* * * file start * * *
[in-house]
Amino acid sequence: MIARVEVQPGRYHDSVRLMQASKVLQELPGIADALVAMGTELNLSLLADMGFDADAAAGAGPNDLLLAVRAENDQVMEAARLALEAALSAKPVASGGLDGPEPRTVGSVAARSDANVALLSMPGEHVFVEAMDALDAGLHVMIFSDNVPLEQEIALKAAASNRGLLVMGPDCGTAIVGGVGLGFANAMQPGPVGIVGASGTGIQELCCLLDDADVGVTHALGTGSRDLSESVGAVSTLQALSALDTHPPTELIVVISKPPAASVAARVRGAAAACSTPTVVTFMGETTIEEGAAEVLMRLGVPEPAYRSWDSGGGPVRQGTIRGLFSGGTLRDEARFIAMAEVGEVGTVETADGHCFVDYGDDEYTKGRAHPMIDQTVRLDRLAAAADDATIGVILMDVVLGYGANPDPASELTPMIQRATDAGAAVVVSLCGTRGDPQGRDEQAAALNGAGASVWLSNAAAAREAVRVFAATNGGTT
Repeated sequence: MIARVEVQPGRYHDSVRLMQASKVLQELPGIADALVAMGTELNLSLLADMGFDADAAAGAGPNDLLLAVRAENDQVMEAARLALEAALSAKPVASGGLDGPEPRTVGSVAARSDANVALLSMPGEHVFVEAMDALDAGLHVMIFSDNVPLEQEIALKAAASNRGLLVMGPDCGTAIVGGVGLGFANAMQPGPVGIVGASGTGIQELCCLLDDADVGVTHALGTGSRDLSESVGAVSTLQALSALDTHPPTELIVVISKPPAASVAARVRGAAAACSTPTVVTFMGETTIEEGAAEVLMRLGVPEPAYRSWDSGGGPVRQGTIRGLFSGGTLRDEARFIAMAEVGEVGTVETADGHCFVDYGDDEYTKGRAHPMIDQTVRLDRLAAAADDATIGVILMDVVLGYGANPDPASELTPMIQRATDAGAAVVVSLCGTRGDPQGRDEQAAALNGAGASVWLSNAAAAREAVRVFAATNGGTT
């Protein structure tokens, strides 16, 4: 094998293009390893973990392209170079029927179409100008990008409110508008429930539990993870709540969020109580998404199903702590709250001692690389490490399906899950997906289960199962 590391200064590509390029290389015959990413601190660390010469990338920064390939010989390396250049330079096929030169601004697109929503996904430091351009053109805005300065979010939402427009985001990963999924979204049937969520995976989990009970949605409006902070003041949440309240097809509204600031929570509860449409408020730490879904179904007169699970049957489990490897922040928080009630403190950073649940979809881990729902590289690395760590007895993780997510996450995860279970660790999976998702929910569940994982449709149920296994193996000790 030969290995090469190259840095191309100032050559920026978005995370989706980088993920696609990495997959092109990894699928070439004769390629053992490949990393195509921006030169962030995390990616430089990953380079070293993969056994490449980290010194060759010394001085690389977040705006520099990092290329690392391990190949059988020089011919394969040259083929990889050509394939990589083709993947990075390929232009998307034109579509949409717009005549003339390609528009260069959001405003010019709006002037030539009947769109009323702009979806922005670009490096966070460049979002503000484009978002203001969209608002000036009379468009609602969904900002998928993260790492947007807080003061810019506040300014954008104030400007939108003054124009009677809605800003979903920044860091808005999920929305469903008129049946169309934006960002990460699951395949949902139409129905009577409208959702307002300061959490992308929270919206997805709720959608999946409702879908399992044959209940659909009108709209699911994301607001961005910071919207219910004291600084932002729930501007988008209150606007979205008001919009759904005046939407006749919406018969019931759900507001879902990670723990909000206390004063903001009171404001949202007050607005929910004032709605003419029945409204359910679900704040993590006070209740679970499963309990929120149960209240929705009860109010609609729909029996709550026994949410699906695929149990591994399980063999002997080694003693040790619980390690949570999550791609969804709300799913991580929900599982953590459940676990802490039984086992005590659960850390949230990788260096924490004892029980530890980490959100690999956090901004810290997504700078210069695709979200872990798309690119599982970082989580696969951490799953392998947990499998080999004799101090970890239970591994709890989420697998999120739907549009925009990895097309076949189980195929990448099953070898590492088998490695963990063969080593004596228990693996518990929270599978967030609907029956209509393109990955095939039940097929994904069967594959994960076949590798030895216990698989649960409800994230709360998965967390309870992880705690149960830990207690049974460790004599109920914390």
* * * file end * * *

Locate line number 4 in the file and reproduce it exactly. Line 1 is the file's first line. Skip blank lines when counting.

């Protein structure tokens, strides 16, 4: 094998293009390893973990392209170079029927179409100008990008409110508008429930539990993870709540969020109580998404199903702590709250001692690389490490399906899950997906289960199962 590391200064590509390029290389015959990413601190660390010469990338920064390939010989390396250049330079096929030169601004697109929503996904430091351009053109805005300065979010939402427009985001990963999924979204049937969520995976989990009970949605409006902070003041949440309240097809509204600031929570509860449409408020730490879904179904007169699970049957489990490897922040928080009630403190950073649940979809881990729902590289690395760590007895993780997510996450995860279970660790999976998702929910569940994982449709149920296994193996000790 030969290995090469190259840095191309100032050559920026978005995370989706980088993920696609990495997959092109990894699928070439004769390629053992490949990393195509921006030169962030995390990616430089990953380079070293993969056994490449980290010194060759010394001085690389977040705006520099990092290329690392391990190949059988020089011919394969040259083929990889050509394939990589083709993947990075390929232009998307034109579509949409717009005549003339390609528009260069959001405003010019709006002037030539009947769109009323702009979806922005670009490096966070460049979002503000484009978002203001969209608002000036009379468009609602969904900002998928993260790492947007807080003061810019506040300014954008104030400007939108003054124009009677809605800003979903920044860091808005999920929305469903008129049946169309934006960002990460699951395949949902139409129905009577409208959702307002300061959490992308929270919206997805709720959608999946409702879908399992044959209940659909009108709209699911994301607001961005910071919207219910004291600084932002729930501007988008209150606007979205008001919009759904005046939407006749919406018969019931759900507001879902990670723990909000206390004063903001009171404001949202007050607005929910004032709605003419029945409204359910679900704040993590006070209740679970499963309990929120149960209240929705009860109010609609729909029996709550026994949410699906695929149990591994399980063999002997080694003693040790619980390690949570999550791609969804709300799913991580929900599982953590459940676990802490039984086992005590659960850390949230990788260096924490004892029980530890980490959100690999956090901004810290997504700078210069695709979200872990798309690119599982970082989580696969951490799953392998947990499998080999004799101090970890239970591994709890989420697998999120739907549009925009990895097309076949189980195929990448099953070898590492088998490695963990063969080593004596228990693996518990929270599978967030609907029956209509393109990955095939039940097929994904069967594959994960076949590798030895216990698989649960409800994230709360998965967390309870992880705690149960830990207690049974460790004599109920914390």